|BMW - illustration photo|
BMW posted record revenues and net profit for 2010, in part owing to an 85.3 per cent jump in sales to China, Hong Kong and Taiwan while Germany as a whole saw total exports soar 24.2 per cent in January.
Germany is the world's second biggest exporter, recently overtaken by the now global powerhouse China, which took in more German exports than the US in January, an analyst calculated.
As an overall trade partner, China nevertheless remained behind France and the Netherlands, which had 152.4 and 132 billion euros in trade respectively with their German neighbour in 2010, compared with 130.2 billion euros for China, according to official data released on Tuesday.
UniCredit chief German economist Andreas Rees noted that "for the first time ever, German companies shipped more goods to China (including Hong Kong) than to the US," calculating their respective shares at 6.6 per cent and 6.5 per cent.
Rees called the shift "a turning point in German economic history" but noted that a cooling of the Chinese economy would quickly affect Germany as well.
The value of all German exports came to 78.5 billion euros ($108.7 billion) in January, the statistics office Destatis said, while imports rose 24.1 per cent to 68.4 billion euros.
That produced a trade surplus of 10.1 billion euros, up from 8.1 billion euros in January 2010.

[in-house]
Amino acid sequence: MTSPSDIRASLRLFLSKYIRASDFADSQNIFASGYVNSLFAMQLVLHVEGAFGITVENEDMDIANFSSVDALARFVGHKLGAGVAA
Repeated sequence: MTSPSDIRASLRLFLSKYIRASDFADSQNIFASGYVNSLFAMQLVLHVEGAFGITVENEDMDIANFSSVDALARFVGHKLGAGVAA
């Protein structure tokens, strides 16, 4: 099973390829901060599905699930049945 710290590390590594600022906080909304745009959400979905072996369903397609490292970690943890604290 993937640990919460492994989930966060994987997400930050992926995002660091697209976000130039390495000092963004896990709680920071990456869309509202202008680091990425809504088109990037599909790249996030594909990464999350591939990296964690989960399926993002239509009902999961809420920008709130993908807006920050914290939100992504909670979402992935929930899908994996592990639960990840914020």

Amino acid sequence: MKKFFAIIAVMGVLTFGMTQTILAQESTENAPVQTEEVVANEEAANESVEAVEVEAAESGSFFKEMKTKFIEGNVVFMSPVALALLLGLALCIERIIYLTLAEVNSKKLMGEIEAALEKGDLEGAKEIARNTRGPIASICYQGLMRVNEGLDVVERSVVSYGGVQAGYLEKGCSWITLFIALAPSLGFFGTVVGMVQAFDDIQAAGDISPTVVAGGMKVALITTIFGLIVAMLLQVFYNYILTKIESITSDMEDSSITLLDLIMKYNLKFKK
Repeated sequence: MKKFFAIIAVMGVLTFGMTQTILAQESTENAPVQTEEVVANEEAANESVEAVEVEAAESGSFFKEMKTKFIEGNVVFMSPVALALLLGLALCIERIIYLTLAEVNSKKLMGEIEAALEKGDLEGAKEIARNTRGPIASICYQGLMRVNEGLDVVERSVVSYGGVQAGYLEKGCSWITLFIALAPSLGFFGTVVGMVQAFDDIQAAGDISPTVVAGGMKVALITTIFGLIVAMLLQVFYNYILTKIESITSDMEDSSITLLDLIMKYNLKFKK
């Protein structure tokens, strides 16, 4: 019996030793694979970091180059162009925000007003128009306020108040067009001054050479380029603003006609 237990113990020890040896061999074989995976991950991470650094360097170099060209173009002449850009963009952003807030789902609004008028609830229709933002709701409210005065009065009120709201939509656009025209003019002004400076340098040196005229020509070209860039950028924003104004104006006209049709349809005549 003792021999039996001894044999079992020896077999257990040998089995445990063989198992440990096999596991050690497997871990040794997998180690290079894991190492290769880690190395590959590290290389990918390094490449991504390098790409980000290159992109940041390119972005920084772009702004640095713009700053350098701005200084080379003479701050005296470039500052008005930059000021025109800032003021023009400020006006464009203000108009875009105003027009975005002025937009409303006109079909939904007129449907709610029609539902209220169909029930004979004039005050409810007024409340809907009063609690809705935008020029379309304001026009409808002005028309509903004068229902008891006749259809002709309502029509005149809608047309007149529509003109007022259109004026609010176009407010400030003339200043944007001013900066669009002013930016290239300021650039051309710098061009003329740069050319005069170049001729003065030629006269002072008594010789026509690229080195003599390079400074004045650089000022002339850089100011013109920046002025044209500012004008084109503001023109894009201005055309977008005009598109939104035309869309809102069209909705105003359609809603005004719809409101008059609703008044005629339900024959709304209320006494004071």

On a monthly basis however, exports fell 1.0 per cent while imports were 2.3 per cent higher but economists did not expect that to become a trend.
"This setback at the start of the year is unlikely to change the fact that exports will remain the major driver of the German upswing this year," said Commerzbank analyst Ulrike Rondorf.
BMW shipped 183,328 vehicles to China, Hong Kong and Taiwan last year, putting the region in third place behind Germany, with 267,160, and the United States on 266,580.
China has led emerging markets as a prime destination for German products, from autos to chemicals and machine tools used to produce finished consumer products which in turn are exported around the world.
Germany still sells most of its goods to other members of the 27-nation European Union however, with the bloc buying 48.3 billion euros worth of German exports in January.
A pick-up in the US economy, still the world's biggest, has bolstered trade with that key partner too.
Figures provided by the German central bank showed the current account, a broad picture of trade in goods and services along with financial transfers, had a surplus of 7.2 billion euros in January, up from 5.6 billion euros a year earlier.
There was particularly good news from BMW, which said its 2010 net profit was up 15-fold to a record 3.23 billion euros ($4.45 billion) from 210 million euros in 2009.
Revenues were up 19.3 per cent to a record 60.48 billion euros while core earnings before interest and tax (EBIT) were more than 17 times higher at 5.09 billion euros.
"We are extremely pleased with developments over the past financial year," BMW chairman Norbert Reithofer noted in a statement, as the company forecast record sales this year again of at least 1.5 million vehicles.
"A balanced relationship in sales activities between Europe, Asia and America remains the goal," it added.
ING senior economist Carsten Brzeski remarked that "'Made in Germany' remains a bestseller.
"In the coming months, this quality feature will probably be the strongest asset to weather new storms," he said.